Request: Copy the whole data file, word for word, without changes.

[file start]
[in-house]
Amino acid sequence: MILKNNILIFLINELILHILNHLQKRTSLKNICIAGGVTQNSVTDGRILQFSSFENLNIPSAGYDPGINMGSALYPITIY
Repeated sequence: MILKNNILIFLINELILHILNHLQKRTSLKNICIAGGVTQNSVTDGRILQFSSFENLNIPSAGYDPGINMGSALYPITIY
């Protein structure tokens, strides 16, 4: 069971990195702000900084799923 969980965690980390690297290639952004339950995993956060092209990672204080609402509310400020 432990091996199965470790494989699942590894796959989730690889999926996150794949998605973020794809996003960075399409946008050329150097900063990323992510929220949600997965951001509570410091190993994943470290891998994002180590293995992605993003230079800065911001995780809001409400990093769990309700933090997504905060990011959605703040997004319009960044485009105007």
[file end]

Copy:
[in-house]
Amino acid sequence: MILKNNILIFLINELILHILNHLQKRTSLKNICIAGGVTQNSVTDGRILQFSSFENLNIPSAGYDPGINMGSALYPITIY
Repeated sequence: MILKNNILIFLINELILHILNHLQKRTSLKNICIAGGVTQNSVTDGRILQFSSFENLNIPSAGYDPGINMGSALYPITIY
């Protein structure tokens, strides 16, 4: 069971990195702000900084799923 969980965690980390690297290639952004339950995993956060092209990672204080609402509310400020 432990091996199965470790494989699942590894796959989730690889999926996150794949998605973020794809996003960075399409946008050329150097900063990323992510929220949600997965951001509570410091190993994943470290891998994002180590293995992605993003230079800065911001995780809001409400990093769990309700933090997504905060990011959605703040997004319009960044485009105007």